Also, they kill Coach Hank late at night, probably around 10 pm or so. Principal Bowin texts Jordan about the murder very early the next morning, and he confronts them before the sun comes up. How'd Bowin find out about it so quickly? Did the "Gym Rats" call her and confess what they did at 3am?

Lastly, the day after Hank's death we see a brand new coach introducing himself to the football team! Apparently it only takes twenty four hours to locate, interview and hire a new football coach! This is the third coach in two years though, so maybe by this point Principal Bowin has the process streamlined!

• In Wildcat, Yolanda mentions that her mother confiscated her phone after "The Incident" that shamed her family.

This week Yolanda's got a phone again! Either her mother relented and gave it back to her, or she went out and got one on her own. Or maybe the writers just forgot what they said in Wildcat!

• Yolanda shows Courtney old newsreel footage of one of Ted Grant's (aka Wildcat) boxing matches. Back in Wildcat, we saw that Yolanda had a photo of an old-timey boxer taped to her bedroom mirror. 

At the time I said the boxer in the photo was probably an uncle or grandpa— because it'd be too huge of a coincidence if she was a fan of Ted Grant and then just happened to inherit his old costume, codename and powers.

But it looks like that's exactly what happened!

• Beth's life continues to make me feel sad. Just listen to this conversation she has with Courtney in the library:

Beth: "Oh. Hey there, Stargirl!"
Courtney: "Hey! Watch the code-names in public!"
Beth: "Don't worry, no one ever pays any attention to what I'm saying anyway... Except Chuck. Seriously, Court, thanks so much for these. Chuck's so cool. He makes everything more fun. We talk for hours. I've never met anyone who listened to me... until him."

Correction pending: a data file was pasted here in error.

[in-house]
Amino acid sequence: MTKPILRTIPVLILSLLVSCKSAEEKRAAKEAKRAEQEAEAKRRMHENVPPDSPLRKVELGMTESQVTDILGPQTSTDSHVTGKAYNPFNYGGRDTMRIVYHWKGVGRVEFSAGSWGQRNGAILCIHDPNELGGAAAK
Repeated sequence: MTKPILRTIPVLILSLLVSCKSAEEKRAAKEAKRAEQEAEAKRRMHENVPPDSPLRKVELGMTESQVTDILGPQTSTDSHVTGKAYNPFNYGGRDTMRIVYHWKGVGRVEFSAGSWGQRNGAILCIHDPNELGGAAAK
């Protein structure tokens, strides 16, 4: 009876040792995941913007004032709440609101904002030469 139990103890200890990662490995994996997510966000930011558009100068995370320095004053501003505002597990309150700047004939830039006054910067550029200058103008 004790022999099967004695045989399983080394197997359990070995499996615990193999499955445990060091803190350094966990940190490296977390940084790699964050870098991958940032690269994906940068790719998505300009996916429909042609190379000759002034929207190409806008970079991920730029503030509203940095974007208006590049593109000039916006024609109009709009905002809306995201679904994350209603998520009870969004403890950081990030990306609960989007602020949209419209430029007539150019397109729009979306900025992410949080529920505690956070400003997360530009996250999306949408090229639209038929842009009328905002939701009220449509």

A couple seconds later she tells Chuck, "You are a riot. You're like my best friend!"

Wow. This sad teen girl's best friend is a freakin' artificial intelligence housed inside a pair of goggles! If you don't think that's heartbreaking, you're already dead.

• In the library, Chuck recommends Fahrenheit 451 to Beth. She then says, "You bought the first edition off the stands? Wow, you are old.”

Last week we saw a readout in the goggles claiming that Charles McNider— aka Doctor Mid-Nite and the person the Chuck AI was based on— was born in 1914. That means he was a whopping NINETY SIX YEARS OLD when he was killed by the ISA in 2010! Glad to see the show's acknowledging that.

As I pointed out last week, in the comics the various JSA members were exposed to some sort of magical energy that slowed their aging processes. I'm assuming something similar happened here in the world of the show.

Oh, and just in case you're wondering, the first edition of Fahrenheit 451 was published in 1953.

• Awesome Scene #2: Dugan chats with Rick about his real father Rex Tyler.

Dugan: "You should leave the journal with me, Rick."
Rick: "You? This was my dad's. I'm keeping it."
Dugan: "You need to leave it with me. The hourglass, too."
Rick: "Why?"
Dugan: "Because I don't think you're ready for it, Rick."
Rick: "You don't know me any better than you knew my dad."
Dugan: "I know that he invented the hourglass. The power inside it. I also know how much he respected that power. He knew how addictive that power could be, and how tempting it was to use it in all the wrong ways. Limiting the powers was his idea. One hour a day. And I never saw him abuse it. Not like you have."

In the comics I always thought it was lame that Hourman's powers only lasted sixty minutes a day. But Dugan's explanation for the time limit is absolutely brilliant, and makes perfect sense!

Rick: "You look at me like everyone else around here does. Like I'm trash. Like I'm not worth a damn."
Dugan: "No, Rick. You're wrong. That's not at all how I look at you."
Rick: "Courtney said you were her dad's sidekick. But you've had this journal for how long and you didn't figure it out? You didn't know my parents were murdered, you didn't know about me. I gotta ask you, what the hell did Starman use you for? 'Cause as far as I can tell, you don't do anything."

That's a well-written exchange too, as it perfectly demonstrates the two men's approach to the problem. Dugan wants to slowly and methodically investigate the ISA— like a mature and responsible adult. Rick on the other hand wants to rush headlong into the fray without thinking. Just like an impatient teen would.

Again, well done, writers!